As the yeast converts flour’s carbohydrates into flavor compounds and alcohols, it excretes carbon dioxide, filling the dough with tiny bubbles of gas. These bubbles will form the inner structure, or crumb, of your finished loaf. (Store-bought sandwich bread isn’t allowed to rise at its own pace and comes by its bubbles largely from industrial dough conditioners. Its crumb is more like cake than bread.) Since structure plays a large role in delivering flavor—otherwise, a carrot would be indistinguishable from carrot juice—it’s important to let the bubbles grow for quite a while, an hour or two, or four or five.

What happens when you poke a bubble? It pops. Every time you so much as jostle your dough, you are poking your hard-won bubbles. So be gentle, because no matter how many hours of fermentation and rising you’ve allowed, if dough goes into the oven deflated and flat, it will come out of the oven deflated and flat, not to mention bland. Every time you do anything to the dough—intense manipulations such as kneading and stretching, but also simply emptying the dough onto a countertop—cover the dough and walk away for at least 15 minutes. Let it revive and start to rise again before you do anything else.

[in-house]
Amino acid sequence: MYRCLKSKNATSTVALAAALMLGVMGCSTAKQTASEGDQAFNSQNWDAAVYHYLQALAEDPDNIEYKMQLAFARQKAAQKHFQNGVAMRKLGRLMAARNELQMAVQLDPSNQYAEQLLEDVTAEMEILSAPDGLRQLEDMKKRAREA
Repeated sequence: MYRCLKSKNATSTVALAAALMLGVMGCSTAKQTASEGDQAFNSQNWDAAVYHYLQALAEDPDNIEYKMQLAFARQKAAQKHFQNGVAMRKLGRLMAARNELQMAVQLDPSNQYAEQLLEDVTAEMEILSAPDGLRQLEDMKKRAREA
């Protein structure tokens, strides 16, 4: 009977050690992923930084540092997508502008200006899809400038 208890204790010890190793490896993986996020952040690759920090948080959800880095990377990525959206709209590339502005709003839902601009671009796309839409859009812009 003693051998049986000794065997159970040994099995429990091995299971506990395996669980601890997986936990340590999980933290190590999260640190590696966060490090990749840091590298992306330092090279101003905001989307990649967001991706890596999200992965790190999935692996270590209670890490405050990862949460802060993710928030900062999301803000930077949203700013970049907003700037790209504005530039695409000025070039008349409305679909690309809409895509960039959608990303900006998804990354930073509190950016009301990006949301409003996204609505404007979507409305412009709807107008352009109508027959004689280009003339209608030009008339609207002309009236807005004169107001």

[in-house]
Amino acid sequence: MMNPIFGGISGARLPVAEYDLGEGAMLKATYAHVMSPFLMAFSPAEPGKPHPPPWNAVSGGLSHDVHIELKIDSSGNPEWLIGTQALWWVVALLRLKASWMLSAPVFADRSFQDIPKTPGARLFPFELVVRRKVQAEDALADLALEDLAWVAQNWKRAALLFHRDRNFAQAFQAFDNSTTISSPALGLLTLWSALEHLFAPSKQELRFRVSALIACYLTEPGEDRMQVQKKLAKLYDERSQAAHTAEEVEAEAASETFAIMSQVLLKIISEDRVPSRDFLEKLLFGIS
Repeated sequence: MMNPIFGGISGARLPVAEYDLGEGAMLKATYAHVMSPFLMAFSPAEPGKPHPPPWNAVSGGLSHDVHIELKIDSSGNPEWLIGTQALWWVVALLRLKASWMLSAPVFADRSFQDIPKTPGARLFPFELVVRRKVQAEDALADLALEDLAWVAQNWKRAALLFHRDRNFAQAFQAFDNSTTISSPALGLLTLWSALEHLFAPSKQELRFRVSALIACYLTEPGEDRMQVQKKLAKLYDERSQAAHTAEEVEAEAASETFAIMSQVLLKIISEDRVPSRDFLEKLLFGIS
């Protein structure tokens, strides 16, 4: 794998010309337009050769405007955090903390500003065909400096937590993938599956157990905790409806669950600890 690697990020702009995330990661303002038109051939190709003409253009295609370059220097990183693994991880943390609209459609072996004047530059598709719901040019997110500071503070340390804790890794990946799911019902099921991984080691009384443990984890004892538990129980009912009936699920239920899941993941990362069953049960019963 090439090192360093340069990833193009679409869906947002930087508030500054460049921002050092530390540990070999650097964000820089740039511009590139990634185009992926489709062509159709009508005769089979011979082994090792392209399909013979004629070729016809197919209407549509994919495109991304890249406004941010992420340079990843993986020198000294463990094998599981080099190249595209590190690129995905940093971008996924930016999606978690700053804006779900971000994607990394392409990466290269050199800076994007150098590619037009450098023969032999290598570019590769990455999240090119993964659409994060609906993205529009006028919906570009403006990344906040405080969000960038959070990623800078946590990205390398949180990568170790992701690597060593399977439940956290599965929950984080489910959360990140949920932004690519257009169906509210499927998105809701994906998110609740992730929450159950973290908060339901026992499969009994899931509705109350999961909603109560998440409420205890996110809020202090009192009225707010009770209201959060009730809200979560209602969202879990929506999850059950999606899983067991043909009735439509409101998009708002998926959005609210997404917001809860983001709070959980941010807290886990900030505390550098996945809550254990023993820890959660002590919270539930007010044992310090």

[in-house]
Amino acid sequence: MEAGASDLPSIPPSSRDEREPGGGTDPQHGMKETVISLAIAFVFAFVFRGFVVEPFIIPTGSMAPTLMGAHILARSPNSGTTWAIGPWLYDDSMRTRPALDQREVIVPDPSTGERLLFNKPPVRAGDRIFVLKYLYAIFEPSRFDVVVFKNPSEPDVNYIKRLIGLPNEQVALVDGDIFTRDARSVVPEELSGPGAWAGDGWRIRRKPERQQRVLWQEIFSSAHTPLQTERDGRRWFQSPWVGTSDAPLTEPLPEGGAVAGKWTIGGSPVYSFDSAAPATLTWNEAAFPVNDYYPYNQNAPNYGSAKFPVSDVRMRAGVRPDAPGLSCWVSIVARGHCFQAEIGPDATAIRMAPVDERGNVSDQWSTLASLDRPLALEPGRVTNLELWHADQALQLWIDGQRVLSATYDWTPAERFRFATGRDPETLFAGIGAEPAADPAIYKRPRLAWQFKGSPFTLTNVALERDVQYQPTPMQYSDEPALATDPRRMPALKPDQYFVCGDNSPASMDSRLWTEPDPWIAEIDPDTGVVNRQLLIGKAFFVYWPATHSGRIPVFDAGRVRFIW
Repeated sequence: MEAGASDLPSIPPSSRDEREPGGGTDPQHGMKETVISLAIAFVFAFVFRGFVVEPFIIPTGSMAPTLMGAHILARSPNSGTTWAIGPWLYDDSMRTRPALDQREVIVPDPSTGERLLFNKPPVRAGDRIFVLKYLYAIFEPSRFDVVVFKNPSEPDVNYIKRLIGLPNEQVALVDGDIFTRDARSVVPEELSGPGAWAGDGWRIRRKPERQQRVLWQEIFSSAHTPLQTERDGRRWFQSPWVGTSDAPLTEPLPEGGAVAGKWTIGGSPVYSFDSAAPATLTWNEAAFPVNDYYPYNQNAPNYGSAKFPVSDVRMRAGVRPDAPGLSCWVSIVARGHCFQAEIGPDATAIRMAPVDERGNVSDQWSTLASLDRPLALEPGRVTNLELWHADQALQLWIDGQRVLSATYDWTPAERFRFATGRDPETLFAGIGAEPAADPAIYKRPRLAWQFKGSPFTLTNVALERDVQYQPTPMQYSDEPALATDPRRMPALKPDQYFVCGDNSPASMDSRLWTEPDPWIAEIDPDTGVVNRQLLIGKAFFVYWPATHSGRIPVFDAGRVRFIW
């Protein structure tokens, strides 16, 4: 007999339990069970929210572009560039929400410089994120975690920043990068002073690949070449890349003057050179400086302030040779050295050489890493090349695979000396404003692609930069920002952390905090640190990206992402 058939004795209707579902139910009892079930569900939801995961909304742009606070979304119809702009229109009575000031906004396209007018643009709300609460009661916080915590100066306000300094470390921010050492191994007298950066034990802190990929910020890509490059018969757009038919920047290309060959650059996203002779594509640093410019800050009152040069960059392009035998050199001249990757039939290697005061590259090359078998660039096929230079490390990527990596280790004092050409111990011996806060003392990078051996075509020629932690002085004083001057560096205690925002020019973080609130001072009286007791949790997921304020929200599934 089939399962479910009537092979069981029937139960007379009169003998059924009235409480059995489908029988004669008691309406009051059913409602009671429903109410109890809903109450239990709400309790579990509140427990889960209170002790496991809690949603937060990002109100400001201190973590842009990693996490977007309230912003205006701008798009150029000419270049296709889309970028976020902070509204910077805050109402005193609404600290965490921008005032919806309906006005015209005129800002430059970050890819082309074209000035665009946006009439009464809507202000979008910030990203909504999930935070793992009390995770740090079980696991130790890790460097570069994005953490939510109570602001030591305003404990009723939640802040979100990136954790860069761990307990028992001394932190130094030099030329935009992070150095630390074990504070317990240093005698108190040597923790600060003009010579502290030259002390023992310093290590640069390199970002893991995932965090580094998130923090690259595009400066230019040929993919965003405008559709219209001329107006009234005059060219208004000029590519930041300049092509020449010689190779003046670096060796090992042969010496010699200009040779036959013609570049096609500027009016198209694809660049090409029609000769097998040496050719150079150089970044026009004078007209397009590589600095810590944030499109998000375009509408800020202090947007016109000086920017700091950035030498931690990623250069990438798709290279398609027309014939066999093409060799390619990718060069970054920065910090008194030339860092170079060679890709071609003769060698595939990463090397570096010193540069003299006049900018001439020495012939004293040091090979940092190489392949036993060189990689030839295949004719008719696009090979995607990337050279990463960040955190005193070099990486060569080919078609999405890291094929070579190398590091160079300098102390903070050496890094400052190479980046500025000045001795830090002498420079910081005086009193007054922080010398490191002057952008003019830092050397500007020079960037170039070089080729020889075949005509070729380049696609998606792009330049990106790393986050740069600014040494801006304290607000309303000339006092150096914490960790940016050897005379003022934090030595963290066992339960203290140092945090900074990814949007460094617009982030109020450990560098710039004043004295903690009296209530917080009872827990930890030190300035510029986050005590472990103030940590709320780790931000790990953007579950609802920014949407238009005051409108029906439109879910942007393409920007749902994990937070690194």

The most psychologically demanding part of the process comes at the end. You have allowed the dough a leisurely fermentation and rise. Perhaps you even left it in the fridge overnight, bringing down the temperature and slowing the fermentation even more. You have respected the bubbles. You have given the dough its final shape and are ready to put it in the oven. But you can still blow it; disaster awaits unless you do one more thing. The thing is guess what: nothing. You have to leave the finished, shaped dough alone for at least an hour, and only then put it in the oven. This last waiting period is called “proofing,” in which the dough proves it is still alive by starting to rise again, nearly doubling in volume. You will want to skip the proofing, but do not, or there will be tears.

The only step that does not reward sloth is eating the finished bread. Most recipes seem to recommend letting bread cool for an hour or more after taking it out of the oven, but this is the height of perversity. After a brief cooling period, just long enough for the bread to finish cooking internally, wait no more. You can eat good bread at room temperature in any bakery in the world. There is only one place where you can eat it warm.

Rosemary Focaccia
adapted from America’s Test Kitchen